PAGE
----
Russian Supreme Court spokesman Pavel Odintsov said it rejected the group's appeal of September's ruling by a regional court in Rostov-on-Don. That ruling outlawed the group's activities in the region, seized its assets there and labeled 34 of its publications as extremist.
The group said the list of books includes a children's book of Bible stories, and its signature magazine, The Watchtower.
"We are deeply disappointed with that decision," Jehovah's Witnesses spokesman Yaroslav Sivulskiy told The Associated Press. "We are concerned that it may affect all our activities, including imports of our publications which are printed in Germany."
Sivulskiy said that the Supreme Court specifically ruled that the 34 publications should be added to the federal list of publications considered extremist. He said that would effectively ban the publications throughout Russia.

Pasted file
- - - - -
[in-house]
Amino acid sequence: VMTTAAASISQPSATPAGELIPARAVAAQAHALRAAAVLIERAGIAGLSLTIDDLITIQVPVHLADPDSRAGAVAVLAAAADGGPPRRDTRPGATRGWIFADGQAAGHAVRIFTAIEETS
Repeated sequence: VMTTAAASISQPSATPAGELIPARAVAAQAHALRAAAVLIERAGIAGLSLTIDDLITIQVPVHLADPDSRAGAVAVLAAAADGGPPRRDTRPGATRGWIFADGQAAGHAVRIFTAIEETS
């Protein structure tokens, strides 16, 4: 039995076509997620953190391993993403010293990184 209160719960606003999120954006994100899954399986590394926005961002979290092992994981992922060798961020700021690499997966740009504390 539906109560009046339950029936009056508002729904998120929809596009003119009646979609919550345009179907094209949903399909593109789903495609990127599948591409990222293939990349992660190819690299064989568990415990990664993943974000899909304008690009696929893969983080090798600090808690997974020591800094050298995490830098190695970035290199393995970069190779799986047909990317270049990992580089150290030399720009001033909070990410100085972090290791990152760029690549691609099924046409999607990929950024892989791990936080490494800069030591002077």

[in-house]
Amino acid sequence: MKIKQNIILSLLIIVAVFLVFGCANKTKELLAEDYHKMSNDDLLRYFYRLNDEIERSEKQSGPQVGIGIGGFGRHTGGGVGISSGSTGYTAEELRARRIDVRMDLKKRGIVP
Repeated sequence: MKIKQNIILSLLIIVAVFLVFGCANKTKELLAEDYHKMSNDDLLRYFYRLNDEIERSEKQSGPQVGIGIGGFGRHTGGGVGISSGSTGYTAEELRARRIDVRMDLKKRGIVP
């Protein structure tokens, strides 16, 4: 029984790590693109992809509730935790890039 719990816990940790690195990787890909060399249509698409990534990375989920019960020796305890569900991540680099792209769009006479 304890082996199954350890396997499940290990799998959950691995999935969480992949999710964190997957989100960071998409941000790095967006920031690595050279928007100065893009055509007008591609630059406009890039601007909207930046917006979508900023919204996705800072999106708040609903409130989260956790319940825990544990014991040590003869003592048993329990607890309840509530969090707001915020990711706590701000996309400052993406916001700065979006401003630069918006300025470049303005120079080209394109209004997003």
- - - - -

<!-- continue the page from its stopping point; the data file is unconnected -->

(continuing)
"We consider it to be a rollback to the past," Sivulskiy said in a reference to the Soviet past when many members of Jehovah's Witnesses, including his father, were put in prisons. "The Supreme Court makes it illegal for us to profess our views."
He said that the group will appeal the Supreme Court's verdict to the European Court for Human Rights, arguing that the Russian courts misinterpreted the law. The law on combating extremism that served as a basis for the verdict has been widely criticized by many rights groups, which said its loose phrasing allowed authorities to stifle dissent.
A 2004 ruling by the Moscow City Court prohibited Jehovah's Witnesses branch in the Russian capital from engaging in religious activity in the Russian capital.
Sivulskiy said there are at least 160,000 Jehovah's Witnesses in Russia.